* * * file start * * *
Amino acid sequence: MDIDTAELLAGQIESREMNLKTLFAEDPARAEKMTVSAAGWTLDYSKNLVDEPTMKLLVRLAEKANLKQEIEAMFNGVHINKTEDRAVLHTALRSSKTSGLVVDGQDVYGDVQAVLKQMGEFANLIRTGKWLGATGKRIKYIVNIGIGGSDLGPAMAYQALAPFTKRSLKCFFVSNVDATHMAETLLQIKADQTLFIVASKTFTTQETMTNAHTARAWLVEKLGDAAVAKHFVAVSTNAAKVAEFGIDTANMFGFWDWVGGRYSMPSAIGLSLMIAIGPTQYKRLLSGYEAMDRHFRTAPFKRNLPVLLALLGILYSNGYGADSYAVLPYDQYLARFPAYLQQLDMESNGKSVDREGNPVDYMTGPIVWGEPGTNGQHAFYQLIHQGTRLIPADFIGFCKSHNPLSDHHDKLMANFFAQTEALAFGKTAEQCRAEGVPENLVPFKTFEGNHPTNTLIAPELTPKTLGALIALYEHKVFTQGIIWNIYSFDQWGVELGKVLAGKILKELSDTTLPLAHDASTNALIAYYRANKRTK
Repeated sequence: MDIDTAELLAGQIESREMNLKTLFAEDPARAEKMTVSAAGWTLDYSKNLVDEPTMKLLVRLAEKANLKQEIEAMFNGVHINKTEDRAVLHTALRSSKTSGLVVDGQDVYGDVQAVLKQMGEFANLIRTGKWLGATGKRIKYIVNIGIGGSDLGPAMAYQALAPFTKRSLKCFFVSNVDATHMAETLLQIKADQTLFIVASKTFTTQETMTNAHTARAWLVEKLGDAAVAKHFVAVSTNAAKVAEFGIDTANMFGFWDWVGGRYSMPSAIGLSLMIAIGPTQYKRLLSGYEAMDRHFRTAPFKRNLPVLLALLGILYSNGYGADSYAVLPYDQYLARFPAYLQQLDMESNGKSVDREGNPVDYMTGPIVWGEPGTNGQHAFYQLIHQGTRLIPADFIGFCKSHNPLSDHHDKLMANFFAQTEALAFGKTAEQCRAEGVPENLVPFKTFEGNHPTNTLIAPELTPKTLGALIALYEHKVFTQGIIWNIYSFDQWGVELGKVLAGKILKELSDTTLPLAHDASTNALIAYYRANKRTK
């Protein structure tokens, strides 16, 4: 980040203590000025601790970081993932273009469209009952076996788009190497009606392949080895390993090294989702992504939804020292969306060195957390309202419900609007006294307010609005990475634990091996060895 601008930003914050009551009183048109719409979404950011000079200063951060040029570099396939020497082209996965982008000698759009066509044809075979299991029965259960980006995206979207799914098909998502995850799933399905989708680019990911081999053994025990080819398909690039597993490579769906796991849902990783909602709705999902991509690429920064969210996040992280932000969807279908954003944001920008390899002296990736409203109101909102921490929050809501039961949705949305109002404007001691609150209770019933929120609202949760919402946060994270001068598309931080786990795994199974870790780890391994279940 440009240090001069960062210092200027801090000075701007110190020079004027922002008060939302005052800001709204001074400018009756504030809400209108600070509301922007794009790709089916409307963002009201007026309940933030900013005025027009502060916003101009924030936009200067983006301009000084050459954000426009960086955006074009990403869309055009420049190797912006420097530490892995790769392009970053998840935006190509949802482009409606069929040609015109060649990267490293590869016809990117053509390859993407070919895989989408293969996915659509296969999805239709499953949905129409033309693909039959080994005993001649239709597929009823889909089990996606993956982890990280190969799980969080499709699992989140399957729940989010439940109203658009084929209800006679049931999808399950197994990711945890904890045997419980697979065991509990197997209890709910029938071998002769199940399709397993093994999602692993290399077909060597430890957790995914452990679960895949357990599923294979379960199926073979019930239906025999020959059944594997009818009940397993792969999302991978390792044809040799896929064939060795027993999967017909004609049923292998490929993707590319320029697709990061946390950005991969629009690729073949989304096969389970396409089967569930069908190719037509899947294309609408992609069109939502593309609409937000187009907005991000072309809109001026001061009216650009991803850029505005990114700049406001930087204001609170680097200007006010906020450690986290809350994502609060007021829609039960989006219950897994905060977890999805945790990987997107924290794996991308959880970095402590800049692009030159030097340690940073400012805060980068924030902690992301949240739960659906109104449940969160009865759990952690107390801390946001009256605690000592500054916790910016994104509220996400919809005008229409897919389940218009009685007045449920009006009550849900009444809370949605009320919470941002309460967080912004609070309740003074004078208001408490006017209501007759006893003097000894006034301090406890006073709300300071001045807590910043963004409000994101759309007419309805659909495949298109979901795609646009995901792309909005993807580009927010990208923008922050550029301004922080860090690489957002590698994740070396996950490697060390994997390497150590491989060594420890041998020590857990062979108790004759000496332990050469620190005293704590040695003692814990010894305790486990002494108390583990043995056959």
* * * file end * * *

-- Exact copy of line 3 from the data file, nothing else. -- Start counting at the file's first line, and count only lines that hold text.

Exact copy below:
């Protein structure tokens, strides 16, 4: 980040203590000025601790970081993932273009469209009952076996788009190497009606392949080895390993090294989702992504939804020292969306060195957390309202419900609007006294307010609005990475634990091996060895 601008930003914050009551009183048109719409979404950011000079200063951060040029570099396939020497082209996965982008000698759009066509044809075979299991029965259960980006995206979207799914098909998502995850799933399905989708680019990911081999053994025990080819398909690039597993490579769906796991849902990783909602709705999902991509690429920064969210996040992280932000969807279908954003944001920008390899002296990736409203109101909102921490929050809501039961949705949305109002404007001691609150209770019933929120609202949760919402946060994270001068598309931080786990795994199974870790780890391994279940 440009240090001069960062210092200027801090000075701007110190020079004027922002008060939302005052800001709204001074400018009756504030809400209108600070509301922007794009790709089916409307963002009201007026309940933030900013005025027009502060916003101009924030936009200067983006301009000084050459954000426009960086955006074009990403869309055009420049190797912006420097530490892995790769392009970053998840935006190509949802482009409606069929040609015109060649990267490293590869016809990117053509390859993407070919895989989408293969996915659509296969999805239709499953949905129409033309693909039959080994005993001649239709597929009823889909089990996606993956982890990280190969799980969080499709699992989140399957729940989010439940109203658009084929209800006679049931999808399950197994990711945890904890045997419980697979065991509990197997209890709910029938071998002769199940399709397993093994999602692993290399077909060597430890957790995914452990679960895949357990599923294979379960199926073979019930239906025999020959059944594997009818009940397993792969999302991978390792044809040799896929064939060795027993999967017909004609049923292998490929993707590319320029697709990061946390950005991969629009690729073949989304096969389970396409089967569930069908190719037509899947294309609408992609069109939502593309609409937000187009907005991000072309809109001026001061009216650009991803850029505005990114700049406001930087204001609170680097200007006010906020450690986290809350994502609060007021829609039960989006219950897994905060977890999805945790990987997107924290794996991308959880970095402590800049692009030159030097340690940073400012805060980068924030902690992301949240739960659906109104449940969160009865759990952690107390801390946001009256605690000592500054916790910016994104509220996400919809005008229409897919389940218009009685007045449920009006009550849900009444809370949605009320919470941002309460967080912004609070309740003074004078208001408490006017209501007759006893003097000894006034301090406890006073709300300071001045807590910043963004409000994101759309007419309805659909495949298109979901795609646009995901792309909005993807580009927010990208923008922050550029301004922080860090690489957002590698994740070396996950490697060390994997390497150590491989060594420890041998020590857990062979108790004759000496332990050469620190005293704590040695003692814990010894305790486990002494108390583990043995056959």